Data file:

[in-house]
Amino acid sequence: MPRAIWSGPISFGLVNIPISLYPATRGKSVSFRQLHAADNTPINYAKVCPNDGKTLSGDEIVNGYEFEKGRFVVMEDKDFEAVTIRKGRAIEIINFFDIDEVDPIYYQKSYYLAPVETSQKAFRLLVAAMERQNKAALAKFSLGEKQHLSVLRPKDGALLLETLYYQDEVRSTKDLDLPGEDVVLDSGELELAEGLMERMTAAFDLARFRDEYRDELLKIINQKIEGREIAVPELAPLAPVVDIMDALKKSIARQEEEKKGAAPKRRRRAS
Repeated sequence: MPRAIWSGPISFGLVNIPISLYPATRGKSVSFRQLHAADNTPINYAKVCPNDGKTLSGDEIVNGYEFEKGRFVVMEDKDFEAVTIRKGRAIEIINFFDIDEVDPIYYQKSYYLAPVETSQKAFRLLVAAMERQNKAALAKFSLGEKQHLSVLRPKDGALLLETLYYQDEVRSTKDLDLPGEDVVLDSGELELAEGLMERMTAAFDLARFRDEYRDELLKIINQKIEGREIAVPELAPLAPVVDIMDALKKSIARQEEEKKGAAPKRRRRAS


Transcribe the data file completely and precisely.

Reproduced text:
[in-house]
Amino acid sequence: MPRAIWSGPISFGLVNIPISLYPATRGKSVSFRQLHAADNTPINYAKVCPNDGKTLSGDEIVNGYEFEKGRFVVMEDKDFEAVTIRKGRAIEIINFFDIDEVDPIYYQKSYYLAPVETSQKAFRLLVAAMERQNKAALAKFSLGEKQHLSVLRPKDGALLLETLYYQDEVRSTKDLDLPGEDVVLDSGELELAEGLMERMTAAFDLARFRDEYRDELLKIINQKIEGREIAVPELAPLAPVVDIMDALKKSIARQEEEKKGAAPKRRRRAS
Repeated sequence: MPRAIWSGPISFGLVNIPISLYPATRGKSVSFRQLHAADNTPINYAKVCPNDGKTLSGDEIVNGYEFEKGRFVVMEDKDFEAVTIRKGRAIEIINFFDIDEVDPIYYQKSYYLAPVETSQKAFRLLVAAMERQNKAALAKFSLGEKQHLSVLRPKDGALLLETLYYQDEVRSTKDLDLPGEDVVLDSGELELAEGLMERMTAAFDLARFRDEYRDELLKIINQKIEGREIAVPELAPLAPVVDIMDALKKSIARQEEEKKGAAPKRRRRAS